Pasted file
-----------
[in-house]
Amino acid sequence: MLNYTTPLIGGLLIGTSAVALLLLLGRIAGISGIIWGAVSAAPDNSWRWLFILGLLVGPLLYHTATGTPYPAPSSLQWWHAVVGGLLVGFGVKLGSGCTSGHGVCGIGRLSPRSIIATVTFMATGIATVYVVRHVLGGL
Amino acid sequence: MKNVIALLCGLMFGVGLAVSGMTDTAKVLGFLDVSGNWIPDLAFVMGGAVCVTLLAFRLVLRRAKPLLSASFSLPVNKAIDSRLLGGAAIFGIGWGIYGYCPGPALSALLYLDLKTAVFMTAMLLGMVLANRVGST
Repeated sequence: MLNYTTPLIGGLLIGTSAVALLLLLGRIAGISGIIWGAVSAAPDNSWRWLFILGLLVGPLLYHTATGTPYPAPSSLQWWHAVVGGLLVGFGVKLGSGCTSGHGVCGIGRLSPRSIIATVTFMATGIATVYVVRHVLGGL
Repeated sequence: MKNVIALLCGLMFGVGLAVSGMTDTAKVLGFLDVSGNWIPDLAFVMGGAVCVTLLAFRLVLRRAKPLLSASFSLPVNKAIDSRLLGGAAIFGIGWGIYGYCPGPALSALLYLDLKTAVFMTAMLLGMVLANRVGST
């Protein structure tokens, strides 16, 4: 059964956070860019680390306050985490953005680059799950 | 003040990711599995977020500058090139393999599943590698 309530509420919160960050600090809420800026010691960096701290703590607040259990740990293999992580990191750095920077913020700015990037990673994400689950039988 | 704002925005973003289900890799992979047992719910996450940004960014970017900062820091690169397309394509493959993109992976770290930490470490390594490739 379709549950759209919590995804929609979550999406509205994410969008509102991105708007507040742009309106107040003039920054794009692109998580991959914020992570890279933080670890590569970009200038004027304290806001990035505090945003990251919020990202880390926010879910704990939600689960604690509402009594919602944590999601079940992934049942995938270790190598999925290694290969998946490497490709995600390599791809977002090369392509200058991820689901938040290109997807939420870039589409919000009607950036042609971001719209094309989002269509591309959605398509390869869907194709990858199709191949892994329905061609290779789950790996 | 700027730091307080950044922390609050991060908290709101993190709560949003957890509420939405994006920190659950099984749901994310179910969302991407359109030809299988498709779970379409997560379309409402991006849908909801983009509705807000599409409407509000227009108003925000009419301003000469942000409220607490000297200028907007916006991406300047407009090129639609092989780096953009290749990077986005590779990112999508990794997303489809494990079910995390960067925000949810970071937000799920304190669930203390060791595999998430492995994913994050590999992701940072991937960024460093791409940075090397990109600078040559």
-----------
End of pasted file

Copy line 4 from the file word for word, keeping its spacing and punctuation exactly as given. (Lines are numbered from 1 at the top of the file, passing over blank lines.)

Repeated sequence: MLNYTTPLIGGLLIGTSAVALLLLLGRIAGISGIIWGAVSAAPDNSWRWLFILGLLVGPLLYHTATGTPYPAPSSLQWWHAVVGGLLVGFGVKLGSGCTSGHGVCGIGRLSPRSIIATVTFMATGIATVYVVRHVLGGL